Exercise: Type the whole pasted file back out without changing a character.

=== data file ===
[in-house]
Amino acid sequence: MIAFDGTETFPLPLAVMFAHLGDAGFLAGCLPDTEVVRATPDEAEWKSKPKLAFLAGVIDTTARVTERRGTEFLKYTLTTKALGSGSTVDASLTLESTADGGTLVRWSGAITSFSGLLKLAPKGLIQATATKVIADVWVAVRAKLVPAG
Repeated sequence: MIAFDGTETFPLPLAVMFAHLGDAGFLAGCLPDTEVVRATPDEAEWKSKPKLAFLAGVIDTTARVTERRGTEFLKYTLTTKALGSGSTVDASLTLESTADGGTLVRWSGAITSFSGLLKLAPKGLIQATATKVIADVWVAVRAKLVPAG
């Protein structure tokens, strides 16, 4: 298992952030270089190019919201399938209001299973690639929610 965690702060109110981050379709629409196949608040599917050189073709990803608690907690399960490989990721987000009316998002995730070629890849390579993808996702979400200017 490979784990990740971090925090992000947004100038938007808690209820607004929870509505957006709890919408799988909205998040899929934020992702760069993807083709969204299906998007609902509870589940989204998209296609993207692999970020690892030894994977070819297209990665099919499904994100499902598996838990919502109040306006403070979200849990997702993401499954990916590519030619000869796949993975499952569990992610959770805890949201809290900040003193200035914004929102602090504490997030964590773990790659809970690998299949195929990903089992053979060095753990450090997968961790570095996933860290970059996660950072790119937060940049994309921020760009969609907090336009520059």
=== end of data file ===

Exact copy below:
[in-house]
Amino acid sequence: MIAFDGTETFPLPLAVMFAHLGDAGFLAGCLPDTEVVRATPDEAEWKSKPKLAFLAGVIDTTARVTERRGTEFLKYTLTTKALGSGSTVDASLTLESTADGGTLVRWSGAITSFSGLLKLAPKGLIQATATKVIADVWVAVRAKLVPAG
Repeated sequence: MIAFDGTETFPLPLAVMFAHLGDAGFLAGCLPDTEVVRATPDEAEWKSKPKLAFLAGVIDTTARVTERRGTEFLKYTLTTKALGSGSTVDASLTLESTADGGTLVRWSGAITSFSGLLKLAPKGLIQATATKVIADVWVAVRAKLVPAG
């Protein structure tokens, strides 16, 4: 298992952030270089190019919201399938209001299973690639929610 965690702060109110981050379709629409196949608040599917050189073709990803608690907690399960490989990721987000009316998002995730070629890849390579993808996702979400200017 490979784990990740971090925090992000947004100038938007808690209820607004929870509505957006709890919408799988909205998040899929934020992702760069993807083709969204299906998007609902509870589940989204998209296609993207692999970020690892030894994977070819297209990665099919499904994100499902598996838990919502109040306006403070979200849990997702993401499954990916590519030619000869796949993975499952569990992610959770805890949201809290900040003193200035914004929102602090504490997030964590773990790659809970690998299949195929990903089992053979060095753990450090997968961790570095996933860290970059996660950072790119937060940049994309921020760009969609907090336009520059």